The Devil’s Gate Dam was built in the 1920s in order to control flooding. But soon the area mysteriously began to attract a strange group of occultists. Occult theory is an esoteric belief in the supernatural. Its practice includes magic, spells, rituals, and fraternizing with the deceased. Legend has it that in the 1940s, a group of occultists performed rituals at the Devil’s Gate Dam. The group included various notable figures such as L. Ron Hubbard, the future founder of The Church of Scientology, a cult-like star-studded religion that took Hollywood by a storm since its founding in the mid-50s, and Jack Parsons, a rocket engineer, chemist, and the founder of the Jet Propulsion Laboratory (JPL) that happens (wink wink) to be extremely near the Devil’s Gate Dam. Parsons was also a believer in the philosophy Thelema, founded by Aleister Crowley, an occult religion that embraces human free will and teaches people that they should do whatever they want. Thelema is often associated with Satanism – o wonder Parsons and Hubbard chose a spot named after the Devil to perform their rituals! Their goal was to open a portal to hell and bring forth a “moon child,” which they hoped would embody an Antichrist figure.
Although no real portal to hell has been discovered, after these two figures and their group of Thelema occultists passed through, the Devil’s Gate Dam has been associated with some frightening events. Between 1956 and 1960, a total of four children have gone missing in the area. It began with friends Brenda Howell and Donald Baker in August 1956. A year later Tommy Bowman disappeared. Three years after, Bruce Kremen went missing at a YMCA campground. Thirteen years later, a serial killer by the name of Mack Ray Edwards was convicted of the murder of two of them and suspected of the murder of the other two. But who’s to say that Edwards wasn’t a follower of Parson’s and Hubbard’s mysterious satanic religion, or maybe even a reincarnation of “the moon child?” Or, it could just be a coincidence. We may never know.
Now, I am told that the Devil’s Gate Dam is covered in rainbow graffiti and serves as a common location for teenagers to have sex and do molly without being caught by their parents. But then again, what’s not haunted about that?
The Cecil Hotel (640 S Main St)
Told by Lucia Lennox
Since its opening in 1927, the Cecil Hotel has had a vicious reputation. Located in the heart of our beloved city in Downtown Los Angeles, the Cecil has captured the interest of many curious onlookers due to its dark past of murder, suicide, and mysterious tragedies. The Cecil Hotel opened in December of 1927 as an affordable housing complex, marketed towards tourists and travelers looking for a cheap place to stay in the land of dreams. The Cecil flourished through the 1940s, and with its grand lobby and accessible housing, it was a hub for travelers looking to live the Los Angeles lifestyle. As we know, the Cecil did not only draw the attention of tourists, but a darker energy as well. Soon after its opening, a string of tragic deaths began to erupt throughout the hotel, beginning in January of 1927 when a man named Percy Ormond Cook took his own life in his hotel room. Not only that, but between the years 1931 and 1938, three more men committed suicide in their hotel rooms, and the tragedies only grew from there. In 1944, a woman named Dorothy Jean Purcell gave birth to a child without knowing she had been pregnant, and threw the newborn baby out of the window, claiming she believed it was stillborn.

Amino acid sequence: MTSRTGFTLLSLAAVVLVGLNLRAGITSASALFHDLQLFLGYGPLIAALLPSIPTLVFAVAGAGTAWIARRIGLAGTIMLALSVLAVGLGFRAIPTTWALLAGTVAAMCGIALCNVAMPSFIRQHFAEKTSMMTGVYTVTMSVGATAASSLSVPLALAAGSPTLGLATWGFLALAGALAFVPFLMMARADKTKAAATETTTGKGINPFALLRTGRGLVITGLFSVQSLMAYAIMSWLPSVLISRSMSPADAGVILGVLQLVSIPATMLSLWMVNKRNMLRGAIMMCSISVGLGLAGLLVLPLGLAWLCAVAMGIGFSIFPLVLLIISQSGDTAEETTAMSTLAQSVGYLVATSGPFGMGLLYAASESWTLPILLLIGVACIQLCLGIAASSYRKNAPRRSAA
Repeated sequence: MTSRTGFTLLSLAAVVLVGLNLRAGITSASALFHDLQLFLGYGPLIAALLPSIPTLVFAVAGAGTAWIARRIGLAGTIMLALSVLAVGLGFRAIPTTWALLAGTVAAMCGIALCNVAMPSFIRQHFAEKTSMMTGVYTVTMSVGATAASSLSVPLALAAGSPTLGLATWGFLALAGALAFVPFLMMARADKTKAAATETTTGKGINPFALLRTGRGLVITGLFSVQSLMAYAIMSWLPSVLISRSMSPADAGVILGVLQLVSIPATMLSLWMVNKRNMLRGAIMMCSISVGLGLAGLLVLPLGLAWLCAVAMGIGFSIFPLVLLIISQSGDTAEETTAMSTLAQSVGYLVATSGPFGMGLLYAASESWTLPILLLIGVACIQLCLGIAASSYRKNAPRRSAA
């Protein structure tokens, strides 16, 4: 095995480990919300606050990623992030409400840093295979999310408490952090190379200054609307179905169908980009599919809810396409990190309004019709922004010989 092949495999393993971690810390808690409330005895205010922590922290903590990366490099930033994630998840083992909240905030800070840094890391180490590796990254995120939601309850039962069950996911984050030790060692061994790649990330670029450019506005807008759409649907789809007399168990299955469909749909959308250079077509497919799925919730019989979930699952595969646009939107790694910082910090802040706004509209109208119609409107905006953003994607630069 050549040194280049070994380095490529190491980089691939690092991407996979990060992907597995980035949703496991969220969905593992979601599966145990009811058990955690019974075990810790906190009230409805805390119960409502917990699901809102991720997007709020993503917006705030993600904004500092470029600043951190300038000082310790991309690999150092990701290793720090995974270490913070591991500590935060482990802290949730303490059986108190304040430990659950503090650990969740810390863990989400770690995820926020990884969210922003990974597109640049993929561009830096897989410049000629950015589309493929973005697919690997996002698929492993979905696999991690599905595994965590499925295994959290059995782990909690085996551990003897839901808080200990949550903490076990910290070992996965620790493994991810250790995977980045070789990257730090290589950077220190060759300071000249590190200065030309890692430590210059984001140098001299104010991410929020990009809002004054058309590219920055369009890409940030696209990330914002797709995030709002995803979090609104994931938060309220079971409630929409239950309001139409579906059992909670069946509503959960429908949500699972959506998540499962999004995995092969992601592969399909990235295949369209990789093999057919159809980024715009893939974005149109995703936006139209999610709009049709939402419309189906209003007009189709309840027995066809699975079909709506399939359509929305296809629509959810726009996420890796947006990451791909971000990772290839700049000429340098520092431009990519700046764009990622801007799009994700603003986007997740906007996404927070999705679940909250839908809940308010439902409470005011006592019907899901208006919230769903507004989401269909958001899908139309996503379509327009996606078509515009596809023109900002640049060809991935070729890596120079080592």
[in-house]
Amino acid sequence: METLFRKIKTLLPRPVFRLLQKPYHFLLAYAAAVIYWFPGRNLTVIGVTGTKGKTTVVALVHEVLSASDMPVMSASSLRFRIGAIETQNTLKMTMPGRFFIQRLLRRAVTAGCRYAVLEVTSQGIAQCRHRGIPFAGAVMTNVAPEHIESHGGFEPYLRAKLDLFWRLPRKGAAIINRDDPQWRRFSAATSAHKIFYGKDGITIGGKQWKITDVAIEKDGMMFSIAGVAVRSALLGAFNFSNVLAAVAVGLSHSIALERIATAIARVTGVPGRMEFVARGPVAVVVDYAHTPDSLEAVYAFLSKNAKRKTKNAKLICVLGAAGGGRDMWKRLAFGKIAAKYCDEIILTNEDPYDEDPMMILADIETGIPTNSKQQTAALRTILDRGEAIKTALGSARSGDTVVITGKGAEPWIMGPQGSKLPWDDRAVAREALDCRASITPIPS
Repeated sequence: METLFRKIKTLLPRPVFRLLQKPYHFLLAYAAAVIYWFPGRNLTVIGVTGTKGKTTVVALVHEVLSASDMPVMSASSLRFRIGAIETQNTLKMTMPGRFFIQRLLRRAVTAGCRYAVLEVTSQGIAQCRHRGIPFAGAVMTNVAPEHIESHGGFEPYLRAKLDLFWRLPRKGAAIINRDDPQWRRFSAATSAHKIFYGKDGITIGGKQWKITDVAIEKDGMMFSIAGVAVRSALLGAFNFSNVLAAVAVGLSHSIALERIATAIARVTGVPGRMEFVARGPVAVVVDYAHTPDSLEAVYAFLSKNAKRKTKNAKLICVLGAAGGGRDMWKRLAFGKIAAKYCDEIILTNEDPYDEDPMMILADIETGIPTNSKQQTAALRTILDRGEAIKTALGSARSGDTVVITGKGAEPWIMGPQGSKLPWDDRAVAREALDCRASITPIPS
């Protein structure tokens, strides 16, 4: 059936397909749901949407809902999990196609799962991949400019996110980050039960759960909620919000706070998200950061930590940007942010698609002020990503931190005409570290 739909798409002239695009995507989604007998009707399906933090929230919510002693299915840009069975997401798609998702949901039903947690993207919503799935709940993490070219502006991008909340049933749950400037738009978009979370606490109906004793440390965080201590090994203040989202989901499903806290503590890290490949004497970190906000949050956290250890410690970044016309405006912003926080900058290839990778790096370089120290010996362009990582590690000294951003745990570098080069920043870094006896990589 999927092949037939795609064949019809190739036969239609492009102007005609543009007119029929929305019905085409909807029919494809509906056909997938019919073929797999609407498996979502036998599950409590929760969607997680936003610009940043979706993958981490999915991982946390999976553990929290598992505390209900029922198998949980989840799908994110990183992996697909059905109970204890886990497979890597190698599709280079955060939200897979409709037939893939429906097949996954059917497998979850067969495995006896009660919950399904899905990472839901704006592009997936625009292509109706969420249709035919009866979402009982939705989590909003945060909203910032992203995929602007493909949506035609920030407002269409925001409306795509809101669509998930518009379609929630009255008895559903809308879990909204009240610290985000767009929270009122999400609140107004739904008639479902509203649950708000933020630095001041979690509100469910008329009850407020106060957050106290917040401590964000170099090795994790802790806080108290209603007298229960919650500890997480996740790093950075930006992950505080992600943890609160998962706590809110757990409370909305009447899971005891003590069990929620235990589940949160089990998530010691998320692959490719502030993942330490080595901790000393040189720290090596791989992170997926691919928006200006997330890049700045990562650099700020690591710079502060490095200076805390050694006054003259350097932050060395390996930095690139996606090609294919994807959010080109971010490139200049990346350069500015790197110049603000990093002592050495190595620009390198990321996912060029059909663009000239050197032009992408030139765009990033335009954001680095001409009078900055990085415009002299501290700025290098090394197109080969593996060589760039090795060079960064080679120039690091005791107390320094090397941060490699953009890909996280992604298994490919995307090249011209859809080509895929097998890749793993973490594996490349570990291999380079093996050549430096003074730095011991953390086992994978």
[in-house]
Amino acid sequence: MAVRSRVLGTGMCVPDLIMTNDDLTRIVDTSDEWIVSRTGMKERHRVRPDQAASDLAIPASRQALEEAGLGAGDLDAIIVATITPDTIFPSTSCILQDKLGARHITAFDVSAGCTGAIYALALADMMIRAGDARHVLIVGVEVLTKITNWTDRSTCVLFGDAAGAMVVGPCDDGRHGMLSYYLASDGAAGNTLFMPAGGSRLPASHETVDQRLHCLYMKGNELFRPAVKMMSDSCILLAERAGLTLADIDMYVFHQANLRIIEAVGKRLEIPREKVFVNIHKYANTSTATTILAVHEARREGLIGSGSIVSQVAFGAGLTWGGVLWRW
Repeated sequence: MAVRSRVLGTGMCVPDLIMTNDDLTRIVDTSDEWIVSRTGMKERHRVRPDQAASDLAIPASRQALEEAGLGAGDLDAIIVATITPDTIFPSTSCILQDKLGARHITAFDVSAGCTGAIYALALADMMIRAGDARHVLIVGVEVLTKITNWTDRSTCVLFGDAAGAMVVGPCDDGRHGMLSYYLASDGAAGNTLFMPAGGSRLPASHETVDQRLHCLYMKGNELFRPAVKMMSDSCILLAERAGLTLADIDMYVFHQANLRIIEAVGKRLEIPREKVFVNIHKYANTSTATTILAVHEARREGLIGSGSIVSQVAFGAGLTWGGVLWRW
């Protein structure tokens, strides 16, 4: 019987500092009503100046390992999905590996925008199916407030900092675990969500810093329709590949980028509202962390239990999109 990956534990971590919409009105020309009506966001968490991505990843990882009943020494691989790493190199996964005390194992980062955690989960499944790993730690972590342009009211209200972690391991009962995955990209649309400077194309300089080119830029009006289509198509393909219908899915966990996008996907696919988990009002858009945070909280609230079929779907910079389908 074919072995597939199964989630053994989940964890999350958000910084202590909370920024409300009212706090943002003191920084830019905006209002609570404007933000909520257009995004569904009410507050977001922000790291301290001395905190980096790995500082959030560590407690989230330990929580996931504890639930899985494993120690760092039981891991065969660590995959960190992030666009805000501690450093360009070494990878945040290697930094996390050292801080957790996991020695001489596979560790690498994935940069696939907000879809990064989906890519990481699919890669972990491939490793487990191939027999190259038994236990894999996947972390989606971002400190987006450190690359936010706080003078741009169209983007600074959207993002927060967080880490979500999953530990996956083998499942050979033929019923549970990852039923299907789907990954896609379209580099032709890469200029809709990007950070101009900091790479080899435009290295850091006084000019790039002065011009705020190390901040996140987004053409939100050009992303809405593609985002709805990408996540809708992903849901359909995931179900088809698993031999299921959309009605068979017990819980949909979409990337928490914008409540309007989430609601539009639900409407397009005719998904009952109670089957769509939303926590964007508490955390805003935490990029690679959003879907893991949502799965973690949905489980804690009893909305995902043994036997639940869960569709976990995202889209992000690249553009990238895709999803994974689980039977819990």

The horrific history of the Cecil Hotel also connects to murders that occurred outside of the hotel, causing many people to believe the hotel is a beacon of evil, drawing all the grime of the city into its grand lobby. In 1947, Elizabeth Short, also known as the Black Dahlia, visited the bar of the Cecil Hotel in the evening, and disappeared that night, shortly after her visit. Her body was found days later after she had been brutally murdered. Her killer was never formally charged with the crime. Not only is the mysterious Black Dahlia case tied to the infamous hotel, but so is a well-known Los Angeles serial murderer Richard Ramirez, popular by the name of the Night Stalker. In 1985, Richard Ramirez spent weeks on end at the Cecil Hotel, during which he went on a maniacal killing spree, murdering over 10 people. Though Ramirez caused murderous terror throughout the city during his stay, he did not kill any residents at the Cecil. The fact that the Cecil Hotel was a safe place for Ramirez to call home further enforced the idea that the hotel was home to evil spirits, drawing in people like Ramirez because of its spiritual welcomeness to such evil forces.